Doc Martens, Handcuffs, the Works…


October 1988
Issue 9

CLAUDINE MAGUIRE goes in search of some Leather Lesbians at Chain Reactions, London.

Chain Reactions is an S&M lesbian bar full of ill repute. Any decent, right on or politically sound lesbian wouldn't be caught dead there. Naturally the more we heard about the place the more our curiosity grew until one Tuesday night some friends and I decided to brave the unknown. We descended on Vauxhall Station and made our way toward the Brixton exit. We knew we were going in the right direction because some brave, bright spark wrote "Chain Reactions" above the Brixton exit. Had the sign not been there we still would have found the way as five yards ahead of us we saw two cropped heads complete with leather motorbike jackets, leather trousers with a little red hanky coming out of the back right hand pocket, Doc Martens, handcuffs, chains, the works. We looked at each other and nodded, we were definitely on the right track (the dog collar gave it away).

The path below the entrance was lined with every sort of motorbike imaginable and having drooled over these for a few minutes we made our way, tongue in cheek, towards the entrance.

It was £2.00/1.50 concession in the door. The first thing to hit me in the face (literally) was a topless, bottomless waitress. She wore just a leather bodice with a few dinky little chains hanging on it. I was faced with a choice, leg it now, say three Hail Mary's and save my soul, or stay, act cool and absorb the atmosphere. So we stayed, sauntered (and I mean sauntered) up to the bar. The aforementioned waitress came up to us and said "If you want a drink I'll serve you", to which we declined, stuttering and mumbling to our corner in the bar.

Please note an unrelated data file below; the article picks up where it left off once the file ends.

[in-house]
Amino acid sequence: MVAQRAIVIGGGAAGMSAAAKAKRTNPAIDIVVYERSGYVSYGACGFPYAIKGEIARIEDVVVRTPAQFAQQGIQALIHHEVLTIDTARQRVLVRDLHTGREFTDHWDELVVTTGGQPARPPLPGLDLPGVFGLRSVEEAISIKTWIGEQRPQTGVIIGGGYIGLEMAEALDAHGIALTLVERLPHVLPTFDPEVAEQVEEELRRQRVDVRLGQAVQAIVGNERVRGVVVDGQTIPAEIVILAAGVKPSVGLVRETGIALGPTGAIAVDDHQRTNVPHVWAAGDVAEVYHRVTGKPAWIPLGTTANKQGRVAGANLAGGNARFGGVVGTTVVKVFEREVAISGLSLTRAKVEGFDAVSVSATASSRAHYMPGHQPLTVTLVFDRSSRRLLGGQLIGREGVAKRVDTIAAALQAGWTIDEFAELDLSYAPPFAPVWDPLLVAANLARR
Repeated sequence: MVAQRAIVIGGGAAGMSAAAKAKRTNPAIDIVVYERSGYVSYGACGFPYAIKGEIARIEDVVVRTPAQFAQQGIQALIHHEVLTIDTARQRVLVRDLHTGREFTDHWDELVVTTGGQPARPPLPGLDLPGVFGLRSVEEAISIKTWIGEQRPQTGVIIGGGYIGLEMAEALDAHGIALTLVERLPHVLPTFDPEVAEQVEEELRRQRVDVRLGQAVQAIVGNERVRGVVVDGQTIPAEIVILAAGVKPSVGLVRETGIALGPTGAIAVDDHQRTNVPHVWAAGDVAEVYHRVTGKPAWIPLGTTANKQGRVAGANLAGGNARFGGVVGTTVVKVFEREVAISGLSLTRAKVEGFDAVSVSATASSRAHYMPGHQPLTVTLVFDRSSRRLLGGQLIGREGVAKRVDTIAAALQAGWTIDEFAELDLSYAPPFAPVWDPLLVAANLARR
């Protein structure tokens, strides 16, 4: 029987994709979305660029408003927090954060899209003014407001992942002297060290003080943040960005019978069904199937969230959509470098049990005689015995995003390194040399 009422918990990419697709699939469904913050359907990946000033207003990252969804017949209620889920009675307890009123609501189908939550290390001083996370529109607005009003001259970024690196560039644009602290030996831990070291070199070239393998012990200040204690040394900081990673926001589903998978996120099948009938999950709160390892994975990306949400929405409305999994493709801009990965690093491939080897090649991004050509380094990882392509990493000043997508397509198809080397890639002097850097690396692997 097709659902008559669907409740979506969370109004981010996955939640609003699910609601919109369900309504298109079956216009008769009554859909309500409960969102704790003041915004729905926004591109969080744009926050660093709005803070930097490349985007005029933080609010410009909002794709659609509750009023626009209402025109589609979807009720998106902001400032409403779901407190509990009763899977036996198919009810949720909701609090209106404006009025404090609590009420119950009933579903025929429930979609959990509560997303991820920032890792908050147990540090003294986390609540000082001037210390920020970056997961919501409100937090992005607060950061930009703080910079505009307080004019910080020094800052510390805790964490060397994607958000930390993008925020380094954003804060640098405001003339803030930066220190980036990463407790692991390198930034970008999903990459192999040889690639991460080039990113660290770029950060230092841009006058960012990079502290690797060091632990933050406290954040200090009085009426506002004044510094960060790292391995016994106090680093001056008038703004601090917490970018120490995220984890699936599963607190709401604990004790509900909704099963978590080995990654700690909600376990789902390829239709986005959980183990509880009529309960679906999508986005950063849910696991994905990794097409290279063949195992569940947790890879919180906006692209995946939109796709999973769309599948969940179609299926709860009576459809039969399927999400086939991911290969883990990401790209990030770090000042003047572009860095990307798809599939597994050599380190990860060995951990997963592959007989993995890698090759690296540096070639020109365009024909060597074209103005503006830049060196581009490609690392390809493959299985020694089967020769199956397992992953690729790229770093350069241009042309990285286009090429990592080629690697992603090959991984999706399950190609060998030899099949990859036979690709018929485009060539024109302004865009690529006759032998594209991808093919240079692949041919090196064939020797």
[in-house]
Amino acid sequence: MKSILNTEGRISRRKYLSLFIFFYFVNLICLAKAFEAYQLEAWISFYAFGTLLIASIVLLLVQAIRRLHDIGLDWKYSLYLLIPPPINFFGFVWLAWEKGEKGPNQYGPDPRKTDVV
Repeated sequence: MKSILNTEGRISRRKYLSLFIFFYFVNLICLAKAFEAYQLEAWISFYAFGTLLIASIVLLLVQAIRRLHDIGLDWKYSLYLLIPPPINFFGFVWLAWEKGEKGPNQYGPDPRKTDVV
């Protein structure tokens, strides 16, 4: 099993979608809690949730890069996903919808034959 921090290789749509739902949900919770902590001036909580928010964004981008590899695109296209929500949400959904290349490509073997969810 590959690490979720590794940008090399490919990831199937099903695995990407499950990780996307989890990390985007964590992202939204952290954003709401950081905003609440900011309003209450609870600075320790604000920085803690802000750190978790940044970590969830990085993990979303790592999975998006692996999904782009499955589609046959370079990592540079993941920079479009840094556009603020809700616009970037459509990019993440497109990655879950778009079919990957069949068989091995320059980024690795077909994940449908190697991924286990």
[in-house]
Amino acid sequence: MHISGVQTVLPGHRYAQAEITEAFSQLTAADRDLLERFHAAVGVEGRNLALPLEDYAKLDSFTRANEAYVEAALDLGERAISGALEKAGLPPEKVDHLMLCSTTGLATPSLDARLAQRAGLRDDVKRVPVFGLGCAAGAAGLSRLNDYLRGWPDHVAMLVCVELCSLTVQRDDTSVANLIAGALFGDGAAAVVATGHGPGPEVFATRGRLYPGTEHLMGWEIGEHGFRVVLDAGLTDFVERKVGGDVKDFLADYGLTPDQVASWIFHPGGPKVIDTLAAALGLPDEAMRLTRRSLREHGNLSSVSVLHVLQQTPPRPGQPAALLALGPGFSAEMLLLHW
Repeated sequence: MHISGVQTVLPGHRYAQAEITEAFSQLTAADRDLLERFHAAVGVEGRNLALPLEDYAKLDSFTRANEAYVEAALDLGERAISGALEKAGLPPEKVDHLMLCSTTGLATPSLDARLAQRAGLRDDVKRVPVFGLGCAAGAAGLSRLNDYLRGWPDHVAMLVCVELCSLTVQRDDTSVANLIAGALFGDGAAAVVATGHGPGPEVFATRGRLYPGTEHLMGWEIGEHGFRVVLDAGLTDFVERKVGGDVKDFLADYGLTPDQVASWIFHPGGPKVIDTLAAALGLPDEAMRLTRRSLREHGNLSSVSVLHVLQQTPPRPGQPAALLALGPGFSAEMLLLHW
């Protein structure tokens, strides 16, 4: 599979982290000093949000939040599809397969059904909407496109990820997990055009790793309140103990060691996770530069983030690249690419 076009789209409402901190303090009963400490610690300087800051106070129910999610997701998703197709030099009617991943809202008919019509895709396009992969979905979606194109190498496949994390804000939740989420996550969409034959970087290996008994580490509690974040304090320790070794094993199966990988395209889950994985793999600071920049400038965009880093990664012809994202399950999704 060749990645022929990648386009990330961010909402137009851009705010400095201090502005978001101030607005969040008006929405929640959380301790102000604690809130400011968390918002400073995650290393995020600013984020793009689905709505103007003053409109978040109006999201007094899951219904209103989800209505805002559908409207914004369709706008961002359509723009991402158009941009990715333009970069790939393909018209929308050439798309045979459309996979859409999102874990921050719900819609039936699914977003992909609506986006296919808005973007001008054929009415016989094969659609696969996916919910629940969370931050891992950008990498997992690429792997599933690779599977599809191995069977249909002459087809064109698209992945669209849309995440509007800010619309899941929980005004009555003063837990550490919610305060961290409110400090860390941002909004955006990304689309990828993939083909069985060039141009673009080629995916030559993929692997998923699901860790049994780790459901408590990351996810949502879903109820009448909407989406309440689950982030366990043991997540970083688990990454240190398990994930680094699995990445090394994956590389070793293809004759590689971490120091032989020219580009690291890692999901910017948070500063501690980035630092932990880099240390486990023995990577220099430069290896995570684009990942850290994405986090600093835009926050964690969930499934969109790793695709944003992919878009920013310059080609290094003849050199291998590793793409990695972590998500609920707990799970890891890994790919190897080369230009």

The place was very dark, the smell of poppers wafted up our noses like old friends ready to kill a few more brain cells. There were about 150 women in the bar wearing every sort of outfit and uniform imaginable. They all wore the customary chains, some had handcuffs, others whips, most wore leather. Nazi hats with chains around the peak were quite popular. I met one woman who I'd seen around and we started talking about S&M. The next thing I knew she'd pulled out her whip and said "Turn around, I won’t hurt you," I nearly dropped dead on the spot and declined, making a hasty retreat to the loo.

The atmosphere itself was very cruisy. A good night at the Hirschfeld Centre had nothing on it and it was all women only. Behind where we were sitting was a large wooden grid and behind that was a dance floor. During the course of the night one woman in particular spent a lot of time dancing. Nothing unusual about this you might say except for the fact that she was topless and kind of on the big side to boot. We spent a lot of time peeking through the grid with our eyes nearly popping out until eventually we turned back to some steady drinking. By that stage we needed it.

The other waitress wore Doc Martens, fishnet tights, suspender belts, a full bodice and a leather cap complete with chains, handcuffs and whips. You could sit all night watching her. Well I could.

Normally on Tuesday night Chain Reactions holds a floor show. The night we went however a band was playing.

The women themselves had a very positive attitude about themselves. They were different, they weren't very well liked among other lesbians, they knew it and they loved it. Personally I say fair play to them, whatever turns you on, as for me, I think I'll stick to hot vanilla in the future.

pull quote icon close